These circumstances enabled Colonel NAPIER to see more of the country than common tourists, because he was carried into places where they do not go and sometimes dare not venture : but his chief localities have no novelty. Lebanon, Tyre, Acre, Jail's, Jerusalem, and the Valley of the Jordan, are continually visited and described in print, as well as Samaria and the plains of Sharon ; though these last are a shade fresher. But the gallant soldier does not make the best of his materials, through overdoing his work. His book is a rattling offhand narrative; matter-of-fact in its character, and detailed in its particulars; not dry in parts, but from these characteristics somewhat tiring as a whole. The narrative, moreover, is not presented in the best form, being intermingled with thoughts, and historical or geographical quotations. The Colonel having on his return left his notes at Gibraltar, was for some months without his materials, and employed the interval in reading every book on Syria from JOSEPIDIS downwards ; and whenever he meets with an appropriate passage, he introduces it bodily. By this means, his work is a sort of hotchpotch,—a personal narrative, a geographical account of some parts of Asia Minor, and extracts from his commonplace-book. The proper mode of presentation would have been to have kept the narrative and the geographical disquisition distinct from each other ; for scientific originality is one thing and literary novelty another. A span who penetrates a district for the first time, brings new and valuable matter to the geographer ; but if that district resembles .others in the neighbourhood which have been already described, -the general reader cares nothing for the description. This defective arrangement is aggravated by crudeness of composition, and the -diffuseness we have already alluded to.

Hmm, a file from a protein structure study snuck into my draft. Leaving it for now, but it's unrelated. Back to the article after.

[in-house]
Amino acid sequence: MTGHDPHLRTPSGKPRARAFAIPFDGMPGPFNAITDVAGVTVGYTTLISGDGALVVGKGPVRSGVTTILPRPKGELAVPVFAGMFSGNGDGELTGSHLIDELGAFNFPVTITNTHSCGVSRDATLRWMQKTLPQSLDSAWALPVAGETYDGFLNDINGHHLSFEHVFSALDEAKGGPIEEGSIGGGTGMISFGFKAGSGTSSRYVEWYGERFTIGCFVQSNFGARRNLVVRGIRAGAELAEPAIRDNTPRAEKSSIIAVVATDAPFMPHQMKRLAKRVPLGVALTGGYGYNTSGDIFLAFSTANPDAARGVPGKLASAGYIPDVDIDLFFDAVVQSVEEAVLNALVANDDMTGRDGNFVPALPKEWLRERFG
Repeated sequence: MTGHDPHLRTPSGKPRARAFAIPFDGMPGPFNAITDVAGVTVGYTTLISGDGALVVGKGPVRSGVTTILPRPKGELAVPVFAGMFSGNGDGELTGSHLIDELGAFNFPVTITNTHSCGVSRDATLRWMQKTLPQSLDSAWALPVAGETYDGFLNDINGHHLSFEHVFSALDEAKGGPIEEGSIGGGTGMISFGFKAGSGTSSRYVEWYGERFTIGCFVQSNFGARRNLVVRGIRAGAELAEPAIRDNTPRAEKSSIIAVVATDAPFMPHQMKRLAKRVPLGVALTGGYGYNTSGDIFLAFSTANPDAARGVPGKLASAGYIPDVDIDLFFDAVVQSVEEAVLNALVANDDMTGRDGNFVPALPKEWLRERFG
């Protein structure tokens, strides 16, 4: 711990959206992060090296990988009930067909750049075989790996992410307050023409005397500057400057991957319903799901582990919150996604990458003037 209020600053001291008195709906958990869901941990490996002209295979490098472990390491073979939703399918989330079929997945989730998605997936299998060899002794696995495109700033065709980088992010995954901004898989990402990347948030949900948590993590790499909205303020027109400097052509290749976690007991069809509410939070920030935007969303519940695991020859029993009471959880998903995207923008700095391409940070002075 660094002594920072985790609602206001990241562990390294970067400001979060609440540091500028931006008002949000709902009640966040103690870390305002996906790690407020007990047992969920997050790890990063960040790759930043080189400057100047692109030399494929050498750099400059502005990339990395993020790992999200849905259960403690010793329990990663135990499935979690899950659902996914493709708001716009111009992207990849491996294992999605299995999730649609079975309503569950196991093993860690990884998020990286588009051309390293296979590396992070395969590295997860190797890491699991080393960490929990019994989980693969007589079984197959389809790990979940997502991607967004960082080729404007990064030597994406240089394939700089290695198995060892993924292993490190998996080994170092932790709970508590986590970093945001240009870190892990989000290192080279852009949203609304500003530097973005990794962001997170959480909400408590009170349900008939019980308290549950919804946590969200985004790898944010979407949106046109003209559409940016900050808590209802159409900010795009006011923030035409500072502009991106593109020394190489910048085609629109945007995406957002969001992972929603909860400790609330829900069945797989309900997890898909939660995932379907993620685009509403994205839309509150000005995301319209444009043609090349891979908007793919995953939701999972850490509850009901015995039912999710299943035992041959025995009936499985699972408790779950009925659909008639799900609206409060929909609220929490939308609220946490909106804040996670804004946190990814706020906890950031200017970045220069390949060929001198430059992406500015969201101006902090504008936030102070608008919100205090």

The more interesting parts of the volumes are those which derive